Xuanzang left Jalalabad, which had few Buddhist monks, but many stupas and monasteries. He passed through Hunza and the Khyber Pass to the east, reaching the former capital of Gandhara, Peshawar, on the other side. Peshawar was nothing compared to its former glory, and Buddhism was declining in the region. Xuanzang visited a number of stupas around Peshawar, notably the Kanishka Stupa . This stupa was built just south-east of Peshawar, by a former king of the city. In 1908 it was rediscovered by D. B. Spooner with the help of Xuanzang's account.
Xuanzang left Peshawar and travelled northeast to the Swat Valley . Reaching Udyana, he found 1,400 old monasteries, that had previously supported 18,000 monks. The remnant monks were of the Mahayana school. Xuanzang continued northward and in to the Buner Valley , before doubling back via Shabaz Gharni to cross the Indus river at Hund . Thereafter he headed to Taxila, a Mahayana Buddhist kingdom that was a vassal of Kashmir, which is precisely where he headed next. Here he found 5,000 more Buddhist monks in 100 monasteries. Here he met a talented Mahayana monk and spent his next two years (631-633) studying Mahayana alongside other schools of Buddhism. During this time, Xuanzang writes about the fourth Buddhist Council that took place nearby, circa 100AD, under the order of King Kanishka of Kushana. This is disputed by some Theravadins.
In 633, Xuanzang left Kashmir and journeyed south to Chinabhukti (thought to be modern Fiozpur ), where he studied for a year with the monk-prince Vinitaprabha .
In 634 he went east to Jalandhara in eastern Punjab, before climbing up to visit predominantly Theravada monasteries in the Kulu valley and turning southward again to Bairata and then Mathura, on the Yamuna river . Mathura had 2,000 monks of both major Buddhist branches, despite being Hindu-dominated. Xuanzang travelled up the river to Srughna before crossing eastward to Matipura , where he arrived in 635, having crossed the river Ganges. From here, he headed south to Sankasya (Kapitha), said to be where Buddha descended from heaven, then onward to the northern Indian emperor Harsha's grand capital of Kanyakubja (Kanauji). Here, in 636, Xuanzang encountered 100 monasteries of 10,000 monks (both Mahayana and Theravada), and was impressed by the king's patronage of both scholarship and Buddhism. Xuanzang spent time in the city studying Theravada scriptures, before setting off eastward again for Ayodhya (Saketa), homeland of the Yogacara school. Xuanzang now moved south to Kausambi (Kosam), where he had a copy made from an important local image of the Buddha.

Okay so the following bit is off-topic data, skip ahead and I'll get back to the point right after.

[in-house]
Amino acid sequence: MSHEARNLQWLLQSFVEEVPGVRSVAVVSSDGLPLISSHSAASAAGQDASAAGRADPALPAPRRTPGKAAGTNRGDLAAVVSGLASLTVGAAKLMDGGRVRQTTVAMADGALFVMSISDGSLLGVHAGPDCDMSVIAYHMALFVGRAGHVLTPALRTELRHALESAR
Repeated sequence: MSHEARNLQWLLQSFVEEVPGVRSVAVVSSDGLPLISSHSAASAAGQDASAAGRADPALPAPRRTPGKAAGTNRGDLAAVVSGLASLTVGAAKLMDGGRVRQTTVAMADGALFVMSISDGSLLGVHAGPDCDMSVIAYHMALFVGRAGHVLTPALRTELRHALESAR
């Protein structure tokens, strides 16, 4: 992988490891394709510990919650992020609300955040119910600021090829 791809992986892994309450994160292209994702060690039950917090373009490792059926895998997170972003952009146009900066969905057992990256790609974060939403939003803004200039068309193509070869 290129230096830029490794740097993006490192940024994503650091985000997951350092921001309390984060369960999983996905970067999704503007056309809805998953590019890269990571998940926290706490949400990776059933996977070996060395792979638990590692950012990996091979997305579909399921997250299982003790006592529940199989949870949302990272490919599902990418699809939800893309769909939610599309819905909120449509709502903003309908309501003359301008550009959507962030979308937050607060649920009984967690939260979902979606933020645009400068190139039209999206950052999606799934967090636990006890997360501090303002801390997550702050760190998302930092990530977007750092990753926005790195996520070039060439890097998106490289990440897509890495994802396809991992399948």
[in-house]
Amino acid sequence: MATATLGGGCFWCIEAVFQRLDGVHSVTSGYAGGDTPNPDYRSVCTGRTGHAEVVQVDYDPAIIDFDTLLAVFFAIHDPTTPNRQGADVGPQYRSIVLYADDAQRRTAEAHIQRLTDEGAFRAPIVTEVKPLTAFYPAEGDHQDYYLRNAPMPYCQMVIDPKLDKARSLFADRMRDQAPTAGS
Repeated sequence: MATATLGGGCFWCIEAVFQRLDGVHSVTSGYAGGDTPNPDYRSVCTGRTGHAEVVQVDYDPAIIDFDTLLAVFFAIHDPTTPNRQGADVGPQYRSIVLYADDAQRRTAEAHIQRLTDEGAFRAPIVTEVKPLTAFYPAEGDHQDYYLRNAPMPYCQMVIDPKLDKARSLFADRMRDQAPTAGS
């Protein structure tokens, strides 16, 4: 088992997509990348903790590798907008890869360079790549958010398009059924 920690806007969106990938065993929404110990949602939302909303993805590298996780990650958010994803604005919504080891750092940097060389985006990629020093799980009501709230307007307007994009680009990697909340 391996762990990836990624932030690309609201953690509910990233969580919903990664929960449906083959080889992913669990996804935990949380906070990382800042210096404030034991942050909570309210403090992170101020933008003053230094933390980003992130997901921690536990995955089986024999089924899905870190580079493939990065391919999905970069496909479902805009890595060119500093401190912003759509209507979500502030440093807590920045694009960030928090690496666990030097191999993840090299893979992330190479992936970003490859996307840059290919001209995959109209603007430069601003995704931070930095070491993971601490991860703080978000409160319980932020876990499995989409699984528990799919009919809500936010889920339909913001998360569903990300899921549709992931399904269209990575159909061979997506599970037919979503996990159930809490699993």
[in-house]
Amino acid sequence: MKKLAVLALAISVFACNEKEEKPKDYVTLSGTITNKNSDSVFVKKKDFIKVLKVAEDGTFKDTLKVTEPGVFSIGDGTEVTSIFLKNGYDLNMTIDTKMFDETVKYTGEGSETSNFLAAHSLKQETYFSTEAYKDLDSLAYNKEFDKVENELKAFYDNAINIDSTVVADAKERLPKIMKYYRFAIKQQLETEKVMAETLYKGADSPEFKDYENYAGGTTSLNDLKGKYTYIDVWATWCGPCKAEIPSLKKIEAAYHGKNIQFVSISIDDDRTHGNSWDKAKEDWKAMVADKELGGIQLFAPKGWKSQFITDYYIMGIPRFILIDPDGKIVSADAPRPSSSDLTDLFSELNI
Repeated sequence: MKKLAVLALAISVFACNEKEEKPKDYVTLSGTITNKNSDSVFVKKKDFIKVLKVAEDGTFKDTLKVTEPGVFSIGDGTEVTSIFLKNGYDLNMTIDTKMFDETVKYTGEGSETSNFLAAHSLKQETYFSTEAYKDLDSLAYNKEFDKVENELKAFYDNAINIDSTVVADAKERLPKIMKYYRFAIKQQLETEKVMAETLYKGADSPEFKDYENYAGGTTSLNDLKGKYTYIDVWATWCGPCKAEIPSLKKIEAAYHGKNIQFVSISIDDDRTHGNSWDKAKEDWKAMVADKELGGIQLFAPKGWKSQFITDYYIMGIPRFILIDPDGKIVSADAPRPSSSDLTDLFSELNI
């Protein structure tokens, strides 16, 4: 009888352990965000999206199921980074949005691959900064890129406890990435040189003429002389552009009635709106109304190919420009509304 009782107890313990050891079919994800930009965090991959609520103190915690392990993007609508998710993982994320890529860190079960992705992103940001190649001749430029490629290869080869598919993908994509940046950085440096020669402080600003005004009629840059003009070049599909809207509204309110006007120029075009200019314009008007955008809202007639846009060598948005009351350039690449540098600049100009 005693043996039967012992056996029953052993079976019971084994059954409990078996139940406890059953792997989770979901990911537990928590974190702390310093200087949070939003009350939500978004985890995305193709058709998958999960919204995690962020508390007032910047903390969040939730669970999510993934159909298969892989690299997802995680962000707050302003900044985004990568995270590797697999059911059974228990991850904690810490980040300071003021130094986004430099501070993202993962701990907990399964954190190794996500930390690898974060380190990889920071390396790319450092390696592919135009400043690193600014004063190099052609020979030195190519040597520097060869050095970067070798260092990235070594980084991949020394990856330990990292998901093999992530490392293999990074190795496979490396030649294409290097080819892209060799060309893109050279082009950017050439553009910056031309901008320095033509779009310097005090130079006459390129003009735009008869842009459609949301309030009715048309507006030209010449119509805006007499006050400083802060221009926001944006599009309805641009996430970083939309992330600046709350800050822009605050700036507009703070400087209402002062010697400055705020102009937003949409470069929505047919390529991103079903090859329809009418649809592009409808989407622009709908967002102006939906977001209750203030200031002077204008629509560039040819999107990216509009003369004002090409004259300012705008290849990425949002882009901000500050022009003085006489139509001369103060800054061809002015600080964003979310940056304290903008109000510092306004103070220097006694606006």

Xuanzang now returned northward to Sravasti , travelled through Terai in the southern part of modern Nepal (here he found deserted Buddhist monasteries) and thence to Kapilavastu , his last stop before Lumbini, the birthplace of Buddha. Reaching Lumbini, he would have seen a pillar near the old Asoka tree that Buddha is said to have been born under. This was from the reign of emperor Asoka, and records that he worshipped at the spot. The pillar was rediscovered by A. Fuhrer in 1895.
In 637, Xuanzang set out from Lumbini to Kusinagara , the site of Buddha's death, before heading southwest to the deer park at Sarnath where Buddha gave his first sermon, and Xuanzang found 1,500 resident monks. Travelling eastward, at first via Varanasi, Xuanzang reached Vaisali , Pataliputra (Patna) and Bodh Gaya. He was then accompanied by local monks to Nalanda, the great ancient university of India, where he spent at least the next two years. He was in the company of several thousand scholar-monks, whom he praised. Xuanzang studied logic, grammar, Sanskrit, and the Yogacara school of Buddhism during his time at Nalanda.
Xuanzang was known for his strenuous translation of Indian Buddhist texts to Chinese, and subsequent recoveries of lost Indian Buddhist texts from translated Chinese copies. He is credited with writing or compiling the Cheng Weishi Lun as a commentary on these texts. He also founded the short-lived but influential Faxiang school of Buddhism. Additionally, he was known for recording the events of the reign of the northern Indian emperor, Harsha.
Xuanzang's journey, and the legends that grew up around it, inspired the Ming novel Journey to the West, one of the great classics of Chinese literature. The Xuanzang of the novel is the reincarnation of a disciple of Gautama Buddha, and is protected on his journey by three notorious monsters. One of them, the monkey, was a popular favourite and profoundly influenced Chinese culture and contemporary Japanese manga.
A skull relic purported to be that of Xuanzang was held in Temple of Great Compassion, Tianjin until 1956 when it was taken to Nalanda - allegedly by the (real?) Dalai Lama - and presented to India. The relic is now in the Patna museum. The Wenshu Monastery in Chengdu, Sichuan province also claims to have part of Xuanzang's skull.
- Sally Hovey Wriggins. Xuan Zang: A Buddhist Pilgrim on the Silk Road. Westview Press, 1996.
HC ISBN 0-8133-2801-2 PB ISBN 0-8133-3407-1